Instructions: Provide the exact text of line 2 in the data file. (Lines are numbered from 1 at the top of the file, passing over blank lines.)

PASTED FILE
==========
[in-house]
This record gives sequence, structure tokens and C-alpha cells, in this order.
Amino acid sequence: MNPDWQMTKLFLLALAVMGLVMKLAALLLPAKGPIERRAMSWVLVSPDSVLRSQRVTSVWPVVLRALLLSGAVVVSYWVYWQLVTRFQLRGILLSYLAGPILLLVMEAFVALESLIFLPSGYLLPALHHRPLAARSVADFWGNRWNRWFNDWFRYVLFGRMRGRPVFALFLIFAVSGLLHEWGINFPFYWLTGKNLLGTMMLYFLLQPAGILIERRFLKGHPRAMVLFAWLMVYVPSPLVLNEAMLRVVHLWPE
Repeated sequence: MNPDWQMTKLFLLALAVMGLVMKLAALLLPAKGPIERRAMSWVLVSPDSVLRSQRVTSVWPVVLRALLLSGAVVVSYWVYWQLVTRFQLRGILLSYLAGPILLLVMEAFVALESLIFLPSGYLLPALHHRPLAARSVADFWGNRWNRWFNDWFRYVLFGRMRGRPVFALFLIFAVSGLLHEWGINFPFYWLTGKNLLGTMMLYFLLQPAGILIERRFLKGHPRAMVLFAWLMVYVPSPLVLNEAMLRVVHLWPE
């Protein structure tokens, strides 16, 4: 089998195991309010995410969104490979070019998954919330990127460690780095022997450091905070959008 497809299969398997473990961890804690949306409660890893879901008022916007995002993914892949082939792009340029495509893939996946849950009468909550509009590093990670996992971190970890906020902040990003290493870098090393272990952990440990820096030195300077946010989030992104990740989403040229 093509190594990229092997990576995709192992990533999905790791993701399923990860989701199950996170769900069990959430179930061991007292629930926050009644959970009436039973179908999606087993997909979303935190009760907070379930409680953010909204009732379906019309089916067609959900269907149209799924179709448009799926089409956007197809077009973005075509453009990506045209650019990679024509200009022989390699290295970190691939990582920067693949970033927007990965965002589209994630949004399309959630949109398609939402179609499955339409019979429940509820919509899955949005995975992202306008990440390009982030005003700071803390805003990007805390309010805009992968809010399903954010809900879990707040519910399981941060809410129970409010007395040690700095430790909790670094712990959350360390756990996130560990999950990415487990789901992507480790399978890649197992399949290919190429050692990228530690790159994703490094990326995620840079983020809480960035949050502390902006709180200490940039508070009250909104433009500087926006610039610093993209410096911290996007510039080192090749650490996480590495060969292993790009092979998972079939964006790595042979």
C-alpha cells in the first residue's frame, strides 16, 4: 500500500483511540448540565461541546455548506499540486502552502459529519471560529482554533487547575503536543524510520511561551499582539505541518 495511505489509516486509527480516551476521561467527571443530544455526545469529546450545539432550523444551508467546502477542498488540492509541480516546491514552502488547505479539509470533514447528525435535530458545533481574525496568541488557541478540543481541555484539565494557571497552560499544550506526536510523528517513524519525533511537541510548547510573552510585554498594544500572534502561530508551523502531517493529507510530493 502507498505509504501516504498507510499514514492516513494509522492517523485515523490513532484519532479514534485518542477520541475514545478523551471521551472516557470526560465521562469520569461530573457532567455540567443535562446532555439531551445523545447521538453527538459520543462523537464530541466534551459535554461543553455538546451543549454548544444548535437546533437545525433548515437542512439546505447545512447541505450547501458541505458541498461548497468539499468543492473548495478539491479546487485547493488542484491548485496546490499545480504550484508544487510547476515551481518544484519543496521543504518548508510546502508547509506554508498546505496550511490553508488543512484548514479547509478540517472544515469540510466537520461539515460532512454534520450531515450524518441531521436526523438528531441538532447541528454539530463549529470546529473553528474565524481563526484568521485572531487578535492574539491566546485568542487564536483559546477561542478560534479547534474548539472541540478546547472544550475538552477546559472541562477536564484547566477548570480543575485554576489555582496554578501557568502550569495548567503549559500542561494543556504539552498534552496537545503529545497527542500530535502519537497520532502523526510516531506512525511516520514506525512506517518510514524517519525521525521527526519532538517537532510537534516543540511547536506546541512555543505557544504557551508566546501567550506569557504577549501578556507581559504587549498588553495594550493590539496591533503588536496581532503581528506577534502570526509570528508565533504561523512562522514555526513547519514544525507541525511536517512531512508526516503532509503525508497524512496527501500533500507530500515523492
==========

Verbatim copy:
This record gives sequence, structure tokens and C-alpha cells, in this order.